This tape was purchased in Chinatown in Washington, D.C.,” he said, reading from its cover. He told the subcommittee that tools by 321 Studios LLC produced the tape, and he pointed to a warning label indicating that reproduction for commercial use is prohibited — drilling home his point that labels and good faith hardly prevent illegal sales of DVDs.
While Jack Valenti has a point that it is increasingly easy to obtain high-quality forgeries, I think he’s missing the gist of the communities arguements.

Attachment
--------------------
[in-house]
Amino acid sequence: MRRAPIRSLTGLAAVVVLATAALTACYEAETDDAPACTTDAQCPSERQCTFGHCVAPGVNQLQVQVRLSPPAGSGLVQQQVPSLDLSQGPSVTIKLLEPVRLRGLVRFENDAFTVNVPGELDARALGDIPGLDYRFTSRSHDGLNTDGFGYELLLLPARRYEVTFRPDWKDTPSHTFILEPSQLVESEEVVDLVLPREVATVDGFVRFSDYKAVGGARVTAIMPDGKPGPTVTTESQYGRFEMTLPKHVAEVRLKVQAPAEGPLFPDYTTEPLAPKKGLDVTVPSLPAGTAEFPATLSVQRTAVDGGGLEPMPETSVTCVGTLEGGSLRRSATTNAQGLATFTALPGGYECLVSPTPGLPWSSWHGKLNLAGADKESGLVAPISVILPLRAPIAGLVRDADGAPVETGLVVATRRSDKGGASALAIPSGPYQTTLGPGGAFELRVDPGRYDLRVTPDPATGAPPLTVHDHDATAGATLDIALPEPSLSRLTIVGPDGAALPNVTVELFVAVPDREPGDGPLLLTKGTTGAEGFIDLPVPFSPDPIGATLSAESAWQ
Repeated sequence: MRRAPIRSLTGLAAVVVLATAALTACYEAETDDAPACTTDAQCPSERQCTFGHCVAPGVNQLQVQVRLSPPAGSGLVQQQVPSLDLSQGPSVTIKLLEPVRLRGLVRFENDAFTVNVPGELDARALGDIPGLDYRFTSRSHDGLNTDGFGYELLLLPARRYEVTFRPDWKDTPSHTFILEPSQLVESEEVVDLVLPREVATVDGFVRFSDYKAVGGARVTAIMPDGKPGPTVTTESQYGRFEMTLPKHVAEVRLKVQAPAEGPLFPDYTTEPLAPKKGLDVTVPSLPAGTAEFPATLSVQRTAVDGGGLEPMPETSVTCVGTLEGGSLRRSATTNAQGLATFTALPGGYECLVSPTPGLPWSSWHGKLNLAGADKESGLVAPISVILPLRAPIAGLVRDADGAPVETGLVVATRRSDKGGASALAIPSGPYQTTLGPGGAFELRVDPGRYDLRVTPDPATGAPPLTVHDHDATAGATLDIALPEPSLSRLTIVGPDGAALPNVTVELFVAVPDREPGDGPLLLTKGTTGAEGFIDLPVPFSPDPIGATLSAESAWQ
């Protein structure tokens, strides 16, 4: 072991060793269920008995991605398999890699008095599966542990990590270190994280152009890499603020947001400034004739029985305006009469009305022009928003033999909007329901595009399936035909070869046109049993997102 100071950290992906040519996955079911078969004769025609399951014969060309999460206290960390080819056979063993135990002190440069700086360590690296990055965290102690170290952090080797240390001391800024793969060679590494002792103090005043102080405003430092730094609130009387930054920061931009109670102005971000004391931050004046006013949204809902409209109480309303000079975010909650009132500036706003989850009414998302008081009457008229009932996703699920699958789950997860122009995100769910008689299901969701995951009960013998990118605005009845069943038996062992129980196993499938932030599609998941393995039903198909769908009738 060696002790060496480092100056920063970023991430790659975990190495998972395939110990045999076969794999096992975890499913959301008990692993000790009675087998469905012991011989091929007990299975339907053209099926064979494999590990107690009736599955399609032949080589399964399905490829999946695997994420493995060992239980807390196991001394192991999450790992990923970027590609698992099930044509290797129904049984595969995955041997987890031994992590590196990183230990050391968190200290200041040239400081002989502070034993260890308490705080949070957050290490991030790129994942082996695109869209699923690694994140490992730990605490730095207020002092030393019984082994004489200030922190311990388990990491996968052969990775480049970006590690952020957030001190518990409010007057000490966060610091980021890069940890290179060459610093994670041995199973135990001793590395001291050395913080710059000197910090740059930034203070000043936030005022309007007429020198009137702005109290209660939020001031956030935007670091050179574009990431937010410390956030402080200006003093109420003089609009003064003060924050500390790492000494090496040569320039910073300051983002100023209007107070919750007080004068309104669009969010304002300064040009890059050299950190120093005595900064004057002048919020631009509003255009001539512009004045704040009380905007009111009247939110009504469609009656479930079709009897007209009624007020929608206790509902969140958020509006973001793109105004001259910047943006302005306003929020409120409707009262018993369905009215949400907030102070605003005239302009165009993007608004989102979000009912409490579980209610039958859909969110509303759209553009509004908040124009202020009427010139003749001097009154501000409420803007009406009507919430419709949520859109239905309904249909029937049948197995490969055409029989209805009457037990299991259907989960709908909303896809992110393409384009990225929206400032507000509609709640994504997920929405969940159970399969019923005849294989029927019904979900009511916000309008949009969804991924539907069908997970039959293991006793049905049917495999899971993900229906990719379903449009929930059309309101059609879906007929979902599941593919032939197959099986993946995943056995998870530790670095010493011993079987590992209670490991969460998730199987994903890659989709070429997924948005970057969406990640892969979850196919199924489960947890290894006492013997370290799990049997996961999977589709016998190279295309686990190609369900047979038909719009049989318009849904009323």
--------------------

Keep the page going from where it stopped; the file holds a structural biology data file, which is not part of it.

* Preventing piracy is not important enough to justify making it illegal to exercise fair use rights
* Industry claims of actual losses are exaggerated
* Industry pricing contributes to a great degree of piracy
My question is: If I’m truly just licensing the content on my DVD, why can’t I get a new one if I scratch it, for some reasonable $3-5 cost to cover the price of the physical media? Or, why can’t I rip my DVD to a portable iPod like device. Or keep a computer jukebox on my laptop?